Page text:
Truckers oppose proposed Georgia speed controls

The Georgia trucking industry voiced opposition last week to proposed tougher limits on its highway speeds, according to a report on Reuters.

The tougher restrictions come from House Bill 499 that Rep. Ron Stephens introduced in response to a crash last year on Interstate 16 that killed five nursing students as they were heading to a Savannah hospital for hands-on training.

“This is a very small opportunity for us to take out the very heavy trucks,” said Stephens, R-Savannah. “Typically when they’re involved in an accident, they have a tendency to squash you like a bug. It’s different from a two-car accident.”

Stephens and the industry representatives testified during a hearing before the House Motor Vehicle Committee considering a proposal to make truckers in 100,000-pound, commercial vehicles subject to the $200 Super Speeder penalties that are on top of local fines when caught going 10 mph over the speed limit on Interstate highways.

The trigger in the current law is 20 mph, where it would remain for cars and non-commercial buses, vans and smaller trucks.

The committee took no action on the bill. It would have to approve it before the full House could get to vote.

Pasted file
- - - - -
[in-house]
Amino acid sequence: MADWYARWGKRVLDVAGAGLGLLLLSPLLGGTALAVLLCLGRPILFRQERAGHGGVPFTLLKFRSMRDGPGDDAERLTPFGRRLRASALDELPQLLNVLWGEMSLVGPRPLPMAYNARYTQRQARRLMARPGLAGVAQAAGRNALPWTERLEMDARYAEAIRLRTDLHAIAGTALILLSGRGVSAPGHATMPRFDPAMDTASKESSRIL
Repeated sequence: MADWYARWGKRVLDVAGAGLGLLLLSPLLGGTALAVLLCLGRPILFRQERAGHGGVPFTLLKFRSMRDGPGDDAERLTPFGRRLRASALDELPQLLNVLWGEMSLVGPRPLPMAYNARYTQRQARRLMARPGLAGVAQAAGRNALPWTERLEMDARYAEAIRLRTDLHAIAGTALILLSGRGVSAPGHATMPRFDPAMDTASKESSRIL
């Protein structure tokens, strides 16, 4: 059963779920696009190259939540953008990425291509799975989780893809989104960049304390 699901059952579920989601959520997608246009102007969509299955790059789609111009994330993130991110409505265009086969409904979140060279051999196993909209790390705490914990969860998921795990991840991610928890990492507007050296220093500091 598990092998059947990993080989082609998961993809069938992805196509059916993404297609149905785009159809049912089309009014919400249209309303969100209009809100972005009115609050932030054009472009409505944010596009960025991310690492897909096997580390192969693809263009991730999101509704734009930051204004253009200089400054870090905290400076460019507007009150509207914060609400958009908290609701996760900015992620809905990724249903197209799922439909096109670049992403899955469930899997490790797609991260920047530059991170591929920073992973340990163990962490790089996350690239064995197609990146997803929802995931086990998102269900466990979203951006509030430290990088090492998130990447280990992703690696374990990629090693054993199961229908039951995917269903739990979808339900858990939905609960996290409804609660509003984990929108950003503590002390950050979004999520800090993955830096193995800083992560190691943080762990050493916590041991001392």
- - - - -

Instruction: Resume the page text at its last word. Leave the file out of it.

“You are preparing to create a dichotomous system if a trained, professional driver is a super speeder at 10 miles over the speed limit — which is very often the normal flow of traffic on Georgia’s interstates. But an untrained, amateur driver, no matter what they’re driving — even an 80,000-pound vehicle — is not a super speeder until 15 mph or more,” said Jay Morgan, lobbyist for the Georgia Motor Trucking Association.

He cited statistics showing that roughly seven out of 10 truck/car crashes are caused by the driver of the car. And he said studies show that the safest conditions are when traffic flows at about the same speed.

Also objecting was Dan Matthews, who has driven trucks since the 1970s and is a safety trainer for YRC Freight, better known as Yellow Transportation of Marietta, Ga. Many commercial trucks have governors on the engines that prevent them from accelerating above 65 mph, meaning the only times those vehicles can exceed most interstate speed limits is when going downhill when they are trying to keep enough momentum to make it up the next hill, Matthews said.

Branding a driver a super speeder would probably make it difficult to get a job with a reputable company at a time when the nation has a shortage of 40,000 drivers.

“The last thing we should do is take away the livelihood of the people willing to do it,” he said.

Matthews recommended a 15 mph trigger rather than 10 mph because he said getting two speeding tickets that far over the limit already means an automatic six-month suspension of a commercial driver’s license.

The committee also heard from five lobbyists for hospitals around the state supporting the bill because the added fines would go to help support their trauma centers.

“We’re the second-busiest trauma center in the state, and the fewer we have, the better,” said Scott Maxwell, lobbyist for Memorial Health in Savannah.